"It was a huge downer for Adobe," Trani recalls. "We'd had Packager in pre-release within Adobe Labs for months. The whole company was extremely bummed; aside from the fact that Flash wouldn't run in the browser on those devices, Apple were now saying people couldn't make apps using Flash either."
Clearing the AIR
That ban continued for seven months, during which Adobe was forced to down tools on its iOS efforts and redouble its efforts improving support for Android. By the time Apple reversed its ban on Packager-built Flash apps in September, Adobe had a lot of catching-up to do.
"It became all about performance on iOS products," Trani recalls. "This is our biggest priority right now, and our engineers are focusing on how we can get some sweet performance out of it. We really will do anything we can to get our content on these devices; they're important to our consumers as well as [Apple's]."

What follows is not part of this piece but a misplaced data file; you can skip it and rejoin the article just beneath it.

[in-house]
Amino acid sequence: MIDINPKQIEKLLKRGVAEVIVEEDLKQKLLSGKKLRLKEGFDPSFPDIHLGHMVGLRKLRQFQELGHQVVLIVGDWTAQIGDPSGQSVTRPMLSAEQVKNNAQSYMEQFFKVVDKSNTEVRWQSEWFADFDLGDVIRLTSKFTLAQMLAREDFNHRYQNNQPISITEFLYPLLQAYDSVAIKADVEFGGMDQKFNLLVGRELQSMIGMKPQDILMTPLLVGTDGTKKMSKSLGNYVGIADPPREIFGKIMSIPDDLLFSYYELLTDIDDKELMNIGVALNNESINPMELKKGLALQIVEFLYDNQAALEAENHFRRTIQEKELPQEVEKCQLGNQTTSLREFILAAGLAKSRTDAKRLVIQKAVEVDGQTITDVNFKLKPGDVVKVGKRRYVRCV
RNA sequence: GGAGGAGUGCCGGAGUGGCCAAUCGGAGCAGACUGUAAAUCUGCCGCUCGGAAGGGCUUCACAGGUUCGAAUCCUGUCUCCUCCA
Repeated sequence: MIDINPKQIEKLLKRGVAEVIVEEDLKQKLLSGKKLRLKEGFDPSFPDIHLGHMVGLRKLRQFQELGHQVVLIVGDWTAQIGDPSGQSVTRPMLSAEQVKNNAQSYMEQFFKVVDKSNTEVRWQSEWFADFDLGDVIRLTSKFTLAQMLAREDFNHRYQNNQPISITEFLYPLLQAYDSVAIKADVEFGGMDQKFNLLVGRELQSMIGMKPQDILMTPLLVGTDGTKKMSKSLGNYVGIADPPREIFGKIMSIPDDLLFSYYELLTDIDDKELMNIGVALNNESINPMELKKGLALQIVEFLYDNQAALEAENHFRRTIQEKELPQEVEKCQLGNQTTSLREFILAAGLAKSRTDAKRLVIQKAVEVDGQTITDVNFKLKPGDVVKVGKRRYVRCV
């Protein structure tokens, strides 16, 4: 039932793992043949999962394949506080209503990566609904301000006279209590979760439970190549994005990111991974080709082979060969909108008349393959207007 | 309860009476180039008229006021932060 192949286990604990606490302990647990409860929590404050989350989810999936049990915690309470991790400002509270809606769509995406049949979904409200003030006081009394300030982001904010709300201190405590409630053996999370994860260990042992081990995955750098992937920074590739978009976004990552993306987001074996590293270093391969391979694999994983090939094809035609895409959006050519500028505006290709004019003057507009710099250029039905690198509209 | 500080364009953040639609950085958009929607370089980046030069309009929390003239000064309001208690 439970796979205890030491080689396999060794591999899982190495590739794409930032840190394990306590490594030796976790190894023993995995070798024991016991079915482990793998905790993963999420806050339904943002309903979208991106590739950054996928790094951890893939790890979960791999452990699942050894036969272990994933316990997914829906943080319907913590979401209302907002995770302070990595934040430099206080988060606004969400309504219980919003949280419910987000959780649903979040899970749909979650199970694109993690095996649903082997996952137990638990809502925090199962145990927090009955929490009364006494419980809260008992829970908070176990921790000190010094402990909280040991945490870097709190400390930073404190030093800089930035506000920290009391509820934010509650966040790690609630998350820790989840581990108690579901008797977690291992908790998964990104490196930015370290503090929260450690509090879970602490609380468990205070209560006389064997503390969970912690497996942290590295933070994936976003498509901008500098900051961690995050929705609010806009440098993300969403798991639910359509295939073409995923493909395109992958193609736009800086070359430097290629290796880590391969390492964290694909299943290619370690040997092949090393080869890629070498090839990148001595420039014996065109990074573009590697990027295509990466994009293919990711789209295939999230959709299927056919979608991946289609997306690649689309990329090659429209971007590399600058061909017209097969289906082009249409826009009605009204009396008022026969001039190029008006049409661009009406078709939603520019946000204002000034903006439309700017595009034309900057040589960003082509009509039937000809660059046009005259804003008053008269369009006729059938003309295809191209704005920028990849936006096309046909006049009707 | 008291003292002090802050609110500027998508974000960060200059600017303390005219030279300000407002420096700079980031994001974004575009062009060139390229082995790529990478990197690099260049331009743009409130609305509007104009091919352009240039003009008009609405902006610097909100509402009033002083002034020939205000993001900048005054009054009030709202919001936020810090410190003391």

Nearly a year later, Flash-based sites such as Miniclip.com
have moved many of their most popular Flash games into the iOS world, and the Adobe team's discussions with developers now take iOS for granted as a target platform. One of the CS5 roadshow's key themes was the relative ease of use provided by the heavily-integrated suite: rather than having to learn to code Objective C and build apps in Apple's XCode integrated development environment, creative professionals can concentrate on app functionality and let the suite take care of the heavy lifting.